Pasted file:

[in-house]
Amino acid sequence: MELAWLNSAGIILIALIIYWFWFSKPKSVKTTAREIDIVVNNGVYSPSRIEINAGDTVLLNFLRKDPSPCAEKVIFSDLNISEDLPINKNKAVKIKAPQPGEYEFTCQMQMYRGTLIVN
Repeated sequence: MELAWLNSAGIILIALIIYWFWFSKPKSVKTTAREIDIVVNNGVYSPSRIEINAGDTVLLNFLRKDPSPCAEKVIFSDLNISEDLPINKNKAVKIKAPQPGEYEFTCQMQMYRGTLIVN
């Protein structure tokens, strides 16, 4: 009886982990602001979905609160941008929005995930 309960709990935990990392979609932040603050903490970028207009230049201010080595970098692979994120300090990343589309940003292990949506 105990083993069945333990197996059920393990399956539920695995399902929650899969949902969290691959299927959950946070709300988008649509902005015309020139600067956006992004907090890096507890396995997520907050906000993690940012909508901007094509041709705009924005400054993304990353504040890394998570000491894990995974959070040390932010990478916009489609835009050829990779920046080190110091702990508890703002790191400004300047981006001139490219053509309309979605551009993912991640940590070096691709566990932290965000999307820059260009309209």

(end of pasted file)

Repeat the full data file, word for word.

[in-house]
Amino acid sequence: MELAWLNSAGIILIALIIYWFWFSKPKSVKTTAREIDIVVNNGVYSPSRIEINAGDTVLLNFLRKDPSPCAEKVIFSDLNISEDLPINKNKAVKIKAPQPGEYEFTCQMQMYRGTLIVN
Repeated sequence: MELAWLNSAGIILIALIIYWFWFSKPKSVKTTAREIDIVVNNGVYSPSRIEINAGDTVLLNFLRKDPSPCAEKVIFSDLNISEDLPINKNKAVKIKAPQPGEYEFTCQMQMYRGTLIVN
């Protein structure tokens, strides 16, 4: 009886982990602001979905609160941008929005995930 309960709990935990990392979609932040603050903490970028207009230049201010080595970098692979994120300090990343589309940003292990949506 105990083993069945333990197996059920393990399956539920695995399902929650899969949902969290691959299927959950946070709300988008649509902005015309020139600067956006992004907090890096507890396995997520907050906000993690940012909508901007094509041709705009924005400054993304990353504040890394998570000491894990995974959070040390932010990478916009489609835009050829990779920046080190110091702990508890703002790191400004300047981006001139490219053509309309979605551009993912991640940590070096691709566990932290965000999307820059260009309209």